28% of respondents to an i4cp survey report that they are
feeling collaborative overload due to higher collaboration demands than before
The top communication / technology culprits contributing
to feelings of collaborative overload are video meetings (78%) and email (71%),
followed by collaboration platforms such as Slack and Teams (47%).
The concept of “collaborative overload” entered many
people’s vocabularies after the cover story with that title, written by Rob
Cross, Rob Rebele, and Adam Grant, appeared in the Jan/Feb 2016 issue Harvard
In short, while collaboration in the workplace is generally
a good thing, too much of it, or collaboration in the wrong ways, can overload
individuals and teams, and actually reduce productivity and morale.
Given the significant shifts in work practices for many
people due to the COVID-19 pandemic (e.g., more working from home, the use of
new tools, more virtual meetings, etc.), the Institute for Corporate
Productivity (i4cp) conducted a survey last week of over 200 HR professionals
to determine if they were feeling more or less collaborative overload.
While 39% reported that they are collaborating at about the
same level as before COVID-19, over one-quarter (28%) said they are feeling
overloaded as the collaborative demands on them are much higher now.
But there’s a positive flipside to that—17% said that while
they are collaborating more with their co-workers, doing so is energizing for
them and not creating a feeling of overload. Only 12% indicated they are
collaborating less than before.
When asked which communication / technologies are causing
the most collaborative overload angst, it wasn’t surprising that 71% of
respondents cited email among their top three problem areas.
This has long been an issue for many people, but a sudden
shift to remote work could exacerbate this if the volume of email increases.
See i4cp’s email best practices derived from our study
on collaboration conducted in partnership with the aforementioned Rob Cross,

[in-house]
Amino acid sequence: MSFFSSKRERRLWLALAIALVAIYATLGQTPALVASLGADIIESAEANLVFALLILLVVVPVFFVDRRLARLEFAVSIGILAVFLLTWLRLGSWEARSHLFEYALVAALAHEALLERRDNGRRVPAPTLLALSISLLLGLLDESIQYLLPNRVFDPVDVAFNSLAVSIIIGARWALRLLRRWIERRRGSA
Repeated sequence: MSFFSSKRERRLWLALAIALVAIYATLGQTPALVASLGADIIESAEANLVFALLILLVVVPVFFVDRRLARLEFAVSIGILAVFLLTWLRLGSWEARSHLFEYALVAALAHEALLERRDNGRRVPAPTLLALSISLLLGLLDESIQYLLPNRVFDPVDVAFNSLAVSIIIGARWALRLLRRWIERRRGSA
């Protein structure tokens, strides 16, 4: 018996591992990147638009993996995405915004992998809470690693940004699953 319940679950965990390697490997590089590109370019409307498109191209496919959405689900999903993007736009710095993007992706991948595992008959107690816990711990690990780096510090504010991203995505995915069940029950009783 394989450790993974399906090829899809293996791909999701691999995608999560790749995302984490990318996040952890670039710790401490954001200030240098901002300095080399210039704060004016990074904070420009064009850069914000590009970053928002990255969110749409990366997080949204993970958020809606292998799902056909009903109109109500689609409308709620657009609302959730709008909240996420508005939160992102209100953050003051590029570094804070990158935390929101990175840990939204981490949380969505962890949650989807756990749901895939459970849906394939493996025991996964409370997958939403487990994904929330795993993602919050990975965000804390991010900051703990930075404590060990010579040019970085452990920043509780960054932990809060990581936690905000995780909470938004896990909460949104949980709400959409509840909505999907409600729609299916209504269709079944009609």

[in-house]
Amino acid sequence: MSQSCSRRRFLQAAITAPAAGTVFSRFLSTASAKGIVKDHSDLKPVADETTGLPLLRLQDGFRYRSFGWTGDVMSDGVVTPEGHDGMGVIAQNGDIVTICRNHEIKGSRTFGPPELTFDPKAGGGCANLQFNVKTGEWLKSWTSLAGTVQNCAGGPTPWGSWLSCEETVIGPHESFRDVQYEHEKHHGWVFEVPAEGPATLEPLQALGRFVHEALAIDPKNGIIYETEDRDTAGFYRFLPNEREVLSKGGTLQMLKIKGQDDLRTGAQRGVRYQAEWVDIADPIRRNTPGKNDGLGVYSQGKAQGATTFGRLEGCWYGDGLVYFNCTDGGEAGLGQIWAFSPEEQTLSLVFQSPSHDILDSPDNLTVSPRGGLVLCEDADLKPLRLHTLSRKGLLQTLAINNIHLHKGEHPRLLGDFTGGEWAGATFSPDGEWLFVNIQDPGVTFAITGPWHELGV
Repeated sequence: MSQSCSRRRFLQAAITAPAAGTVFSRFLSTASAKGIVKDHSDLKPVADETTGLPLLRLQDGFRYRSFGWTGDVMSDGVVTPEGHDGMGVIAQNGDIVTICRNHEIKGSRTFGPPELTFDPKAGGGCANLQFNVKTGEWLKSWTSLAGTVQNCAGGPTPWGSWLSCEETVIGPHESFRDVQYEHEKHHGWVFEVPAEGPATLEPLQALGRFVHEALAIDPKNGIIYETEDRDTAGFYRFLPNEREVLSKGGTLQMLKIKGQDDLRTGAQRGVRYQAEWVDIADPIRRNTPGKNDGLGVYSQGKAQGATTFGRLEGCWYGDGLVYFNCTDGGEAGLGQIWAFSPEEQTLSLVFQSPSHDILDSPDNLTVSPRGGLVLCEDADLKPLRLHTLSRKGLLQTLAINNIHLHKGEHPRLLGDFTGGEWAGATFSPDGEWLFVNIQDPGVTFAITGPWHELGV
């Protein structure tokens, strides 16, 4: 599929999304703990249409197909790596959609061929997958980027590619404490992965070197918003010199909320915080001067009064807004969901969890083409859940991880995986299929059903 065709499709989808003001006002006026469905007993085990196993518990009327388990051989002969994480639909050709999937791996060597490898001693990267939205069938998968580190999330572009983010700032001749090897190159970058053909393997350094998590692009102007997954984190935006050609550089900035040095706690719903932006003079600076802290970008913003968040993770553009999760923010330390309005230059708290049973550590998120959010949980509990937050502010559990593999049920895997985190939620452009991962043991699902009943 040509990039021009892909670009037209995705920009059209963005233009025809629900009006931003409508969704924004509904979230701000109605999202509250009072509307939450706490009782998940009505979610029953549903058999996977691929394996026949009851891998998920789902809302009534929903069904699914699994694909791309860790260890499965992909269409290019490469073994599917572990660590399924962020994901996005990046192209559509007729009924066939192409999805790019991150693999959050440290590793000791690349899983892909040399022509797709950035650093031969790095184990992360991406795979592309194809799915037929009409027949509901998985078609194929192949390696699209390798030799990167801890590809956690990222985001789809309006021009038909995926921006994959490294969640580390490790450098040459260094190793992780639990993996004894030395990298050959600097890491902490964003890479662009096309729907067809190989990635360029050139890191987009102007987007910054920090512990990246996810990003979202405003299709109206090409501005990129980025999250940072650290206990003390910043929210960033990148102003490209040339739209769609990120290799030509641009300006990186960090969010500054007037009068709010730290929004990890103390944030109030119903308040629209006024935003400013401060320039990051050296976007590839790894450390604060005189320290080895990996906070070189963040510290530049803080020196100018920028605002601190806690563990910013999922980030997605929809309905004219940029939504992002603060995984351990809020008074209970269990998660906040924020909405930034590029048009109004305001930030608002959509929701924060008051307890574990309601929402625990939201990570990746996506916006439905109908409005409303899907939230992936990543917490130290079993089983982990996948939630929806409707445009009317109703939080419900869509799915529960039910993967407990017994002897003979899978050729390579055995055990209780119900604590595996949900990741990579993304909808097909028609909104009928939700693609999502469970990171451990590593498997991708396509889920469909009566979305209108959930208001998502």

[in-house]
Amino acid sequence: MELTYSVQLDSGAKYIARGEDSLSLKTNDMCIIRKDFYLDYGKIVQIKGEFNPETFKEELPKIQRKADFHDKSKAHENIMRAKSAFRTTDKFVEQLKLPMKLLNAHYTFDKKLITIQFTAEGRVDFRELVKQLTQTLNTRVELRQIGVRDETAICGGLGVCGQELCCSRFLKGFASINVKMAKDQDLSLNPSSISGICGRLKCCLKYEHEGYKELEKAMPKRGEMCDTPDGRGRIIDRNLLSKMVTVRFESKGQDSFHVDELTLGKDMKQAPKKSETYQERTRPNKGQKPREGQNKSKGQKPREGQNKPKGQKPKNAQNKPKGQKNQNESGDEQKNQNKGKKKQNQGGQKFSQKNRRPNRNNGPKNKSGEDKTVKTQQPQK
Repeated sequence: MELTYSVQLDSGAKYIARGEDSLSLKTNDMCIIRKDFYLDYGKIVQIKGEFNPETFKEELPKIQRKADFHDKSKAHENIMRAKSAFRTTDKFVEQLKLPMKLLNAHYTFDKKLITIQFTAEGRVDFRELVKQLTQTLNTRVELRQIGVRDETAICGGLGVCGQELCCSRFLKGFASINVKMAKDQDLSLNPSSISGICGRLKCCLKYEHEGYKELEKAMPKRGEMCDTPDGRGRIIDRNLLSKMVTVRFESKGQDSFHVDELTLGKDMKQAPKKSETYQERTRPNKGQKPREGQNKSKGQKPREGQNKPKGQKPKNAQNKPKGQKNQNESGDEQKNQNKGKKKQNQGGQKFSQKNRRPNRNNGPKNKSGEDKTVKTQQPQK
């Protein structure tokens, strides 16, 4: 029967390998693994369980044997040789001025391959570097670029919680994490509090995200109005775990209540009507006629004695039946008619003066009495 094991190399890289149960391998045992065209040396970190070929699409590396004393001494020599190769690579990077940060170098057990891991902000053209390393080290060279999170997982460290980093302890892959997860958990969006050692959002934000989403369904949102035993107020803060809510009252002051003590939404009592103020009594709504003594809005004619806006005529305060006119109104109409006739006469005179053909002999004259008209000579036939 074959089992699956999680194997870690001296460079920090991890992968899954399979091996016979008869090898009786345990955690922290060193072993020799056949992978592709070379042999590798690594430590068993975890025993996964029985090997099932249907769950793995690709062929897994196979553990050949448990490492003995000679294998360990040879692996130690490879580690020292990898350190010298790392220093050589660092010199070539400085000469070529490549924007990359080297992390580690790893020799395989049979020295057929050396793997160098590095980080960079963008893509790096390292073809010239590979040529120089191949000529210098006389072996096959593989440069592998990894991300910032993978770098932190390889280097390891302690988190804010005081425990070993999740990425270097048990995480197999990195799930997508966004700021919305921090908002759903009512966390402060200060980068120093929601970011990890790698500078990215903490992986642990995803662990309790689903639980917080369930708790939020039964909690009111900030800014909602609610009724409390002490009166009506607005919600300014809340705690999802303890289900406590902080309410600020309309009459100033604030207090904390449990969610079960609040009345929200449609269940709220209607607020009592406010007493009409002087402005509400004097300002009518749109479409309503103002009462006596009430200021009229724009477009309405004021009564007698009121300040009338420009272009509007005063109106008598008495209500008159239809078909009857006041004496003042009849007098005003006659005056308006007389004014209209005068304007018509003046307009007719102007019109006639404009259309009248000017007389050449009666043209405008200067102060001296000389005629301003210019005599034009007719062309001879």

now at Babson College.
Virtual facetime is the biggest overload culprit—most respondents
(79%) indicated the use of video platforms (Zoom, WebEx, etc.) is a top cause
of feelings of collaborative overload. As helpful as these platforms are, “Zoom
Fatigue” is real for many people. The sheer number of meetings is an issue,
with 36% of respondents indicating they are in three-to-four meetings per day
during the current crisis, 24% saying they are in five-to-six meetings per day,
and 20% are in seven or more meetings daily.
Beyond the sheer number of virtual meetings, another factor
is the frequent use of webcams. Unlike in-person meetings, using a webcam means
you not only see your colleagues, but also constantly see yourself as well,
something we aren’t used to psychologically.
And unique to this pandemic period is the added stress
factor of inescapable work/life overlap—trying to manage and be present for virtual
meetings while dealing with children at home, partners also working from home, etc.
Collaboration platforms such as Slack and Teams were cited
less often (47%) by those surveyed as a primary source of collaborative
overload. This could be because they are less problematic than email and video
meetings, but they might also simply be less prevalent at many organizations
(for now). Their use is increasing significantly during this time of increased
remote work, so it will be interesting to track what impact they have on both
productivity and collaborative overload in the future.
Relatively few organizations are trying to measure
collaboration within their workforces during this pandemic, with frequent pulse
surveys being the most common approach (16%), followed by monitoring email and
collaborative platform usage (10%). This will likely change, because to the
extent increased remote work is here to stay for the foreseeable future,
leaders will need to focus on optimizing collaboration and minimizing
collaborative overload in order to maximize productivity and reduce employee
Download the full survey results—due to the
current global health and productivity crisis affecting everyone, i4cp is
making all related ongoing research publicly available.
We also encourage you to visit i4cp.com/coronavirus for
other employer resources including discussion forums, next practices, useful
resources, and more.